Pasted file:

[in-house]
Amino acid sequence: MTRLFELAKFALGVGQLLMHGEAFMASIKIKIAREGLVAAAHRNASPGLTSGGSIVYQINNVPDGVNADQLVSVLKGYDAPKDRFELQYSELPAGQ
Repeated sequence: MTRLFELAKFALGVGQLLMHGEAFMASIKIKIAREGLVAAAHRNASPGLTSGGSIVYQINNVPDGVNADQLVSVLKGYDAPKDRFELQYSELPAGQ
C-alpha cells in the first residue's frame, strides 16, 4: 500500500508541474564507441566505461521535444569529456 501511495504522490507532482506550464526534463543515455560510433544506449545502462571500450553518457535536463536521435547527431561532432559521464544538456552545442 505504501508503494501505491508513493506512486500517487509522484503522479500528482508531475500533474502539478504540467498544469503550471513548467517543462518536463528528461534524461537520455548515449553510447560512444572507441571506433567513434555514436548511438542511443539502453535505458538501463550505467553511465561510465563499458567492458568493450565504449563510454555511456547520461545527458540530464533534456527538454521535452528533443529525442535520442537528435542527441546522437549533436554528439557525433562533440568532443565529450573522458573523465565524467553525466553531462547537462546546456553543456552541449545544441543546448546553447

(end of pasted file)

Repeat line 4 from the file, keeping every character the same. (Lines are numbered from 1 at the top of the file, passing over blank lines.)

C-alpha cells in the first residue's frame, strides 16, 4: 500500500508541474564507441566505461521535444569529456 501511495504522490507532482506550464526534463543515455560510433544506449545502462571500450553518457535536463536521435547527431561532432559521464544538456552545442 505504501508503494501505491508513493506512486500517487509522484503522479500528482508531475500533474502539478504540467498544469503550471513548467517543462518536463528528461534524461537520455548515449553510447560512444572507441571506433567513434555514436548511438542511443539502453535505458538501463550505467553511465561510465563499458567492458568493450565504449563510454555511456547520461545527458540530464533534456527538454521535452528533443529525442535520442537528435542527441546522437549533436554528439557525433562533440568532443565529450573522458573523465565524467553525466553531462547537462546546456553543456552541449545544441543546448546553447